19 March 2015 by Kim Helfrich – defenceWeb
The decrease in pirate activity off Africa’s east coast has probably contributed to an SA National Defence Force (SANDF) Joint Operations decision to withdraw air operations from Pemba in support of the anti-piracy Operation Copper.
The Southern African Development Community (SADC) counter-piracy tasking is now in its fifth year of operation with South Africa as the major contributor of both personnel and equipment. Mozambique and Tanzania are the other two SADC nations who have committed to the operation in the Mozambique Channel since its inception in 2011.
The first Operation Copper deployment was early in 2011 following the hijacking of a Mozambican fishing vessel by Somali pirates in the northern reaches of the Mozambique Channel. Lindiwe Sisulu, at the time Defence and Military Veterans Minister, said South African warships were deployed to northern Mozambique along with a C-47TP maritime patrol aircraft from 35 Squadron and a 22 Squadron Super Lynx maritime helicopter. This hardware was supported by a total of 377 uniformed personnel from the air force, military health services and the navy.
Captain (SAN) Jaco Theunissen, Joint Operations spokesman, confirmed this week that Pemba and hence 35 Squadron would no longer be a part of Operation Copper.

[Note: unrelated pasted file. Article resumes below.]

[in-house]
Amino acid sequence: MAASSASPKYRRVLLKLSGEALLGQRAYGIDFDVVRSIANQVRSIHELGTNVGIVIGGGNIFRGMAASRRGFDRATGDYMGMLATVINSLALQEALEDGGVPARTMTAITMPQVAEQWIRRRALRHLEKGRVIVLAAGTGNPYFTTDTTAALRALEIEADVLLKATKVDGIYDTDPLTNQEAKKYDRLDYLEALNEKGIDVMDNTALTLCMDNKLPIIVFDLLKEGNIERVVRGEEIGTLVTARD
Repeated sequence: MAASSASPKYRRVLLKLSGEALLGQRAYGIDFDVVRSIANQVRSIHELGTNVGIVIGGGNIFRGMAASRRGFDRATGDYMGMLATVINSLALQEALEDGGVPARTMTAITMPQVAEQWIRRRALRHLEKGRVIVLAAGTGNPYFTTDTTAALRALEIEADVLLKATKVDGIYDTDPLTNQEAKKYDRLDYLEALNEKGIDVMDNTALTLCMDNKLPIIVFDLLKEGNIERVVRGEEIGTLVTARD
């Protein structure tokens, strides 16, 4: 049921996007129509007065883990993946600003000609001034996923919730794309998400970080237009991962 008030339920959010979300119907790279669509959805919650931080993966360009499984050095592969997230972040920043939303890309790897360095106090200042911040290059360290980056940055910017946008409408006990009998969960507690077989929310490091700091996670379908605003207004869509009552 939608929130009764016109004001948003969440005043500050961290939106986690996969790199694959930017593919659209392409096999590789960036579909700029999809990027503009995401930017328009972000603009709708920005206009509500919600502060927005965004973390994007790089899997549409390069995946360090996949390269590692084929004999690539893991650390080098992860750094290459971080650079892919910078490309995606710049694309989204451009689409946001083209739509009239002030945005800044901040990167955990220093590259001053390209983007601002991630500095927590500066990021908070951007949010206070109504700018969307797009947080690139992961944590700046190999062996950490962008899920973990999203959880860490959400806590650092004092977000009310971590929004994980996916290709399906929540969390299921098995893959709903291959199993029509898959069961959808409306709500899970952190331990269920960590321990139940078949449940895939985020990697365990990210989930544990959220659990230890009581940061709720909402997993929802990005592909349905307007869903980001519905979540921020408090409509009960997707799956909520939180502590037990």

“Maritime operations will continue from an SA Navy platform,” he said, declining to answer questions on whether the SAAF would still be part of Op Copper.
At present the offshore patrol vessel (OPV) SAS Galeshewe is on station in the Mozambique Channel having replaced one of her sister ships, SAS Isaac Dyobha.
At various times since the deployment started the Navy has put Valour Class frigates and the supply ship SAS Drakensberg into the seas off the lower east African coast as a piracy deterrent. More recently this task has been the exclusive preserve of the serving OPVs, all converted Warrior Class strikecraft.
The normal OPV crew requirement for an Operation Copper deployment is around the 60 mark including a Maritime Reaction Squadron component, divers, an ops medic and two Mozambican sea riders.
The only South African platform to have been an active part of a counter-piracy operation was Drakensberg. She acted as southern stopper for the EU Naval Force to prevent a suspected pirate ship from escaping the multi-national task force based off the Horn of Africa.
It is not known at present if the term of Operation Copper will be extended. It was last extended for 12 months by President Jacob Zuma, in his capacity as SANDF Commander-in-Chief, until the end of March this year.
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